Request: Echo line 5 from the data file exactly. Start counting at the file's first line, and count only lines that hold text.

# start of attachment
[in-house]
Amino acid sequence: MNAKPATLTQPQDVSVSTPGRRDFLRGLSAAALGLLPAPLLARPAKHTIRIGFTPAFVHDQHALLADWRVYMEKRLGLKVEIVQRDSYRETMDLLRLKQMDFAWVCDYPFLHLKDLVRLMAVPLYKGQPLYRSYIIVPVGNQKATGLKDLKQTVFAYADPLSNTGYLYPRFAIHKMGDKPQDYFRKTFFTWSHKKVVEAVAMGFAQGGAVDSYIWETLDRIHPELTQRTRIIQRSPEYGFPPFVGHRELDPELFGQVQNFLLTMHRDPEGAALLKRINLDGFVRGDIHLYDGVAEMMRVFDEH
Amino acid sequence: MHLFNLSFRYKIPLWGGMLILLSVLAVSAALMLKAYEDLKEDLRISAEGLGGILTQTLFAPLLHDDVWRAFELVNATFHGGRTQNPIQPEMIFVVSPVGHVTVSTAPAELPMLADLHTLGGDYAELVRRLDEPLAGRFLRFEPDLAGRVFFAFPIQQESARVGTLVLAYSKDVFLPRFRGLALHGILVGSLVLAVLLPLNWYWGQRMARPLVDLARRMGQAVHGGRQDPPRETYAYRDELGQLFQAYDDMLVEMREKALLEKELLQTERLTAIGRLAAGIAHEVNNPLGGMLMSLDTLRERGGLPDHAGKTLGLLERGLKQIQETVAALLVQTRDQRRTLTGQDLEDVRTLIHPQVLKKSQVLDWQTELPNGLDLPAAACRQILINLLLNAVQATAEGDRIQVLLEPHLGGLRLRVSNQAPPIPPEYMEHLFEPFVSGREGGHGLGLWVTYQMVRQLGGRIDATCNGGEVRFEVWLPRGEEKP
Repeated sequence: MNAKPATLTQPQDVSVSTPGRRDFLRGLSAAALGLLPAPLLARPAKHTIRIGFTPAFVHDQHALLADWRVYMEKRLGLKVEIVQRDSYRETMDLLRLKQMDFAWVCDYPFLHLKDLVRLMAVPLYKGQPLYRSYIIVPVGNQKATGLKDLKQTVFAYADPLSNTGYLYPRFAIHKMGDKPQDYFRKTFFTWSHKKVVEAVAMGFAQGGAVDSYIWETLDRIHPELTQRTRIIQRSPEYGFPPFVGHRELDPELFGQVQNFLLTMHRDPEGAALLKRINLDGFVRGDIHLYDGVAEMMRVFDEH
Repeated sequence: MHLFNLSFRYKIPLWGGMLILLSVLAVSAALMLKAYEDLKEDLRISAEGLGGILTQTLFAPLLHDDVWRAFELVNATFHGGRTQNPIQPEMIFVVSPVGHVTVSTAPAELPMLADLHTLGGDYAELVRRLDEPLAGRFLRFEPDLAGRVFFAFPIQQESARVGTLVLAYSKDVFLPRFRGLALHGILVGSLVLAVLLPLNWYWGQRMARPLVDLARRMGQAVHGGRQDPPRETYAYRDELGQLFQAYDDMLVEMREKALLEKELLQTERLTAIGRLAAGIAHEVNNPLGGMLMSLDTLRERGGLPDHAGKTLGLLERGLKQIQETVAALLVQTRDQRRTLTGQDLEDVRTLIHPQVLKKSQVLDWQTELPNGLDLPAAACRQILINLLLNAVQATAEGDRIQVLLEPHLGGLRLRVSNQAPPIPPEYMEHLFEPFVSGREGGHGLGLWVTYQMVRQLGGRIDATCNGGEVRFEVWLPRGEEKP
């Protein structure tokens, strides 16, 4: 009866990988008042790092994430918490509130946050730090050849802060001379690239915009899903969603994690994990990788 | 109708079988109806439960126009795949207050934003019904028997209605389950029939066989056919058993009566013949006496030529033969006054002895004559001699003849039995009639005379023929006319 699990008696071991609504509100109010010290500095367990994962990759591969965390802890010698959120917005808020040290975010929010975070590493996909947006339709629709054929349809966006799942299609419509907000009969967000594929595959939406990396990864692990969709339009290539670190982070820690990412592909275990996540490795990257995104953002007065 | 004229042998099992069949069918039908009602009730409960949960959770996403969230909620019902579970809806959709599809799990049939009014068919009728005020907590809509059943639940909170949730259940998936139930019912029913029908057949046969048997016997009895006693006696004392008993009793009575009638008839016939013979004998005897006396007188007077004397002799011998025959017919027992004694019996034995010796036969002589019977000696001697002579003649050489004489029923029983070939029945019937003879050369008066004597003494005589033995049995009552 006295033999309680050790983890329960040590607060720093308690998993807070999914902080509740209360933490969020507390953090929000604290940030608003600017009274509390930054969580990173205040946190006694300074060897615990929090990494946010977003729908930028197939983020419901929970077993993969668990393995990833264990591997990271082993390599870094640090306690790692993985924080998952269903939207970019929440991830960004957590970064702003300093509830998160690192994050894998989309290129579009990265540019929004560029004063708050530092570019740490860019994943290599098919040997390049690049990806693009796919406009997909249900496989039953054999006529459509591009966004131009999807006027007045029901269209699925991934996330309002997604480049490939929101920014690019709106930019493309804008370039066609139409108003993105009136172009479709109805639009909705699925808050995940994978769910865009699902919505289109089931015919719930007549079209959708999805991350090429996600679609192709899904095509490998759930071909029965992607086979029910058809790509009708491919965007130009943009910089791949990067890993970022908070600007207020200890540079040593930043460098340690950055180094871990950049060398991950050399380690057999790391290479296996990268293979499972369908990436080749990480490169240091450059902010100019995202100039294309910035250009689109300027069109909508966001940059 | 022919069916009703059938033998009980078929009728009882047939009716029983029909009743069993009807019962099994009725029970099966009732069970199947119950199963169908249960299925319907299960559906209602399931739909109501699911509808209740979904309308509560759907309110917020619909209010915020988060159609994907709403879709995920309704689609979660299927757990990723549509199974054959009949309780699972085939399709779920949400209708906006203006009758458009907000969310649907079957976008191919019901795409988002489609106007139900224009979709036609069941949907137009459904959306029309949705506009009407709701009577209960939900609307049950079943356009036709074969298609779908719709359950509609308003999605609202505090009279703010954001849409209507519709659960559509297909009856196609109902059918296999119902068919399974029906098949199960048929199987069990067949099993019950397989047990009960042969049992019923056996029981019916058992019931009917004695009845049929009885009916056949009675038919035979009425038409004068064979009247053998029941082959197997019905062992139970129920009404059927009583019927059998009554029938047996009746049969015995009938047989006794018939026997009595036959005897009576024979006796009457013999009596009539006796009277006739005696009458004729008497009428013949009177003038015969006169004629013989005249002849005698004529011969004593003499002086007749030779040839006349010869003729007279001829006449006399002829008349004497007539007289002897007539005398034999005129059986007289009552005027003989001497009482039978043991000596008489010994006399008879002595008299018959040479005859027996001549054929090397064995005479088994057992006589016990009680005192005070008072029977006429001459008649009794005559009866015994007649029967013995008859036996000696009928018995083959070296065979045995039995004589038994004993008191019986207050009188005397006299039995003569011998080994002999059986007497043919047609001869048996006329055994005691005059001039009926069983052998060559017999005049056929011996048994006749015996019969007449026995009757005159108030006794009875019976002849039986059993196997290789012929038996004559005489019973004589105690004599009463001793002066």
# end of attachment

Repeated sequence: MHLFNLSFRYKIPLWGGMLILLSVLAVSAALMLKAYEDLKEDLRISAEGLGGILTQTLFAPLLHDDVWRAFELVNATFHGGRTQNPIQPEMIFVVSPVGHVTVSTAPAELPMLADLHTLGGDYAELVRRLDEPLAGRFLRFEPDLAGRVFFAFPIQQESARVGTLVLAYSKDVFLPRFRGLALHGILVGSLVLAVLLPLNWYWGQRMARPLVDLARRMGQAVHGGRQDPPRETYAYRDELGQLFQAYDDMLVEMREKALLEKELLQTERLTAIGRLAAGIAHEVNNPLGGMLMSLDTLRERGGLPDHAGKTLGLLERGLKQIQETVAALLVQTRDQRRTLTGQDLEDVRTLIHPQVLKKSQVLDWQTELPNGLDLPAAACRQILINLLLNAVQATAEGDRIQVLLEPHLGGLRLRVSNQAPPIPPEYMEHLFEPFVSGREGGHGLGLWVTYQMVRQLGGRIDATCNGGEVRFEVWLPRGEEKP